"Transgender" is an umbrella term that is used to describe a wide range of identities, hijras being one. It is applied to persons whose gender identity does not conform to their biological sex. There is limited data on the estimated population of India's transgender community, but anecdotal evidence puts it between a half a million to two million individuals.
Today, hijras can also be aggressive, especially when not handed money as they wend their way through traffic, begging. Though visible in public, their world is often shrouded in secrecy.
"They like the mystique," says Aher, adding that initiation into the hijra community is full of rituals.
First, hijras make a pledge to hand over all earnings to the guru, who in exchange supports them inside what is effectively an alternative home as most hijras are runaways or evicted by their families. Then there are the protocols for the physical transformation: As the male form is cast off for the female, initiates cannot cut their hair or shave their face. Traditional "pluckers" from the hijra community pluck all the hair the faces of the initiates. They then start going out in public as females.
Joining this group that traces its roots back to antiquity is not something to be taken lightly.
"It's no joke," Aher says solemnly.
It can be psychologically and physically traumatic; there's body-altering hormone treatment, often followed by operations to reassign sexual organs in a process known as "feminization."
And the changes are costly. Aher says a breast augmentation operation alone can cost about $1,000 — a considerable amount in India. Castration surgeries cost a similar amount.
The physical toll is high as well.
"After the castration, you cannot work for almost 1 1/2 month. It was not an easy task, it was a journey of pain," Aher says now, with a laugh. "I just wanted to become a beautiful butterfly."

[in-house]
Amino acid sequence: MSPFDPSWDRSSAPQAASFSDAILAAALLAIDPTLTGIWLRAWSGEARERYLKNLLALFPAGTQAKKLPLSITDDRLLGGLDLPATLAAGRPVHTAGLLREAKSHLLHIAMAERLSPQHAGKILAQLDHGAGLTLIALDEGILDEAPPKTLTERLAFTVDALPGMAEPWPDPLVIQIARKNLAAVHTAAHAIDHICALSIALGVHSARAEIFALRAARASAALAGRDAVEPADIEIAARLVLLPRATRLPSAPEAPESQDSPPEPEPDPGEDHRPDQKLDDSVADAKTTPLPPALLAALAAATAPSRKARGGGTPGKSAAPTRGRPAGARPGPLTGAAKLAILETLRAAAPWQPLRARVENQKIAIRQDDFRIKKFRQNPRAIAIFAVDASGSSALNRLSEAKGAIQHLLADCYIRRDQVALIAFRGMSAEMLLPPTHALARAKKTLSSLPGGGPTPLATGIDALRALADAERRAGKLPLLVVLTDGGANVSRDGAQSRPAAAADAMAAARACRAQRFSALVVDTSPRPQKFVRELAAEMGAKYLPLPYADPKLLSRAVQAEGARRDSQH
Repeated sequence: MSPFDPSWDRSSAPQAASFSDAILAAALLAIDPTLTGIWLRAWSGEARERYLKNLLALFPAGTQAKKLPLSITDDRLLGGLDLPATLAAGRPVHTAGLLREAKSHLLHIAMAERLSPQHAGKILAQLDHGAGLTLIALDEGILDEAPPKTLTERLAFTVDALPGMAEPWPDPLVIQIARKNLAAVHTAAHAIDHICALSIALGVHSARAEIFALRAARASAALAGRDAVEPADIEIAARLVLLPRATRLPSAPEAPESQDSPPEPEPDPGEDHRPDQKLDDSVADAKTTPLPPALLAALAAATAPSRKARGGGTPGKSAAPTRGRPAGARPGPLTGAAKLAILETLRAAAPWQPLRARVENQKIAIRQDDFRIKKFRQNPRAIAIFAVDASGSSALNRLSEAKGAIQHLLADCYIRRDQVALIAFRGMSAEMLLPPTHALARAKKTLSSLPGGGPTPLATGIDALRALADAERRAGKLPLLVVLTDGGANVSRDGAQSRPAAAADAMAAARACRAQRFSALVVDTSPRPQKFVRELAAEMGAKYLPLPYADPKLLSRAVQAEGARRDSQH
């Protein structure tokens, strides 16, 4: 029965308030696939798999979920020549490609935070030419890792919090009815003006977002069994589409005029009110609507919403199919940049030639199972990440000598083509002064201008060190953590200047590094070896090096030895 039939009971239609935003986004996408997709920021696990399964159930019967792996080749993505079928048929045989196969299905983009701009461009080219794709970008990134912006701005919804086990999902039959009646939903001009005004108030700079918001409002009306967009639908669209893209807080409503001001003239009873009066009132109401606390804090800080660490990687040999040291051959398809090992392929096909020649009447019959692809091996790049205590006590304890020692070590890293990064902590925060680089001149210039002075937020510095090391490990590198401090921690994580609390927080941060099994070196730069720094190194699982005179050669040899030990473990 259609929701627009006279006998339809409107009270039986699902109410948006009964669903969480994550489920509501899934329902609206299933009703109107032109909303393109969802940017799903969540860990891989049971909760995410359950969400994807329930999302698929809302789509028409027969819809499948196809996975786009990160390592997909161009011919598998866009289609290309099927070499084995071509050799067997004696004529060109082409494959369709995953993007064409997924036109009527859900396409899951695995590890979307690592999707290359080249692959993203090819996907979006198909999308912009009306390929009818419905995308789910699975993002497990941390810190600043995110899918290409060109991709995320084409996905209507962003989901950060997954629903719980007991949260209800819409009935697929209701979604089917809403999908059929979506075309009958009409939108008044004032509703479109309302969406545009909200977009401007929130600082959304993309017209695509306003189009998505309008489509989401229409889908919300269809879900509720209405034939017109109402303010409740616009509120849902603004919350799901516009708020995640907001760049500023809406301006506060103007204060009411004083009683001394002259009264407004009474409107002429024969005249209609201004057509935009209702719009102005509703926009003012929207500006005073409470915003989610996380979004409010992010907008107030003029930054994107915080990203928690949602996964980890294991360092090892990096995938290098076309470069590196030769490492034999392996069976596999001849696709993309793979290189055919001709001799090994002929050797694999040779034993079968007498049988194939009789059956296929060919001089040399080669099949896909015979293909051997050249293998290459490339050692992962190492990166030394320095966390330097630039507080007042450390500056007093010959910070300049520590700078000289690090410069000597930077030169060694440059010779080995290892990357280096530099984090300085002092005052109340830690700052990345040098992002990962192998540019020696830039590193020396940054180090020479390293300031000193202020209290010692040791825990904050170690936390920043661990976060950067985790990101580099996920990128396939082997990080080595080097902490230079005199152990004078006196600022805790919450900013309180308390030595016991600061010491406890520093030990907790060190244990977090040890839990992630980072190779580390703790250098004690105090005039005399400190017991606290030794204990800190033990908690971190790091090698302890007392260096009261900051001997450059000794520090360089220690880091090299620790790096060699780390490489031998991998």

To help finance her transformation, Aher says she became a sex worker. Castration is a dangerous business.
"It happens in a dingy room, a 10 by 10 probably. Immediately after the castration, two hours, the hijra is asked to leave that place, because it is illegal," Aher says. "The operations are normally done by quacks, and a lot of hijras die because of that."
Hijras have long been discriminated against in jobs, housing, education and health care. They are routinely turned away from hospitals. Aher recalls being turned away by 17 hotels in a row while on a business trip in the Indian state of Kerala, which is thought to be more enlightened on gender attitudes than other states.
But Aher has triumphed in the workplace: she is a full-time staff member of the Indian HIV-AIDS Alliance responsible for a national campaign aimed at expanding AIDS awareness and prevention. The UNDP reports a high prevalence of HIV (17 to 41 percent) within the hijra community.
In its sweeping ruling, the Supreme Court this week directed the government to provide equal opportunity to the socially and economically deprived transgender population, including health care.
'A Door Of Hope'
The Court's ruling making a third gender for India's transgender population is a milestone for this conservative country that still regards homosexuality as a criminal offense.
The colonial-era law known as "Section 377" makes gay sex a crime in India and is used to also target the hijra community. Opponents of the law are expected to argue before the Supreme Court next week that the penal code established by the British Raj in 1860 prohibiting "carnal intercourse against the order of nature" infringes on fundamentals rights of privacy and expression and has no place in modern India. Section 377 has been used to threaten, extort, and blackmail members of the hijra community, many of whom are forced into the sex trade to survive.
Aher says the fight is not over.
"What we have done is that we have put a foot inside a door, which is a door of hope, and we will open it — very, very soon," she says.
But as well-established as the hijras may be, they are still regarded by many Indians with discomfort and derision. Ridding society of stigmas and superstitions will be the true test of the hijras' hard-fought recognition.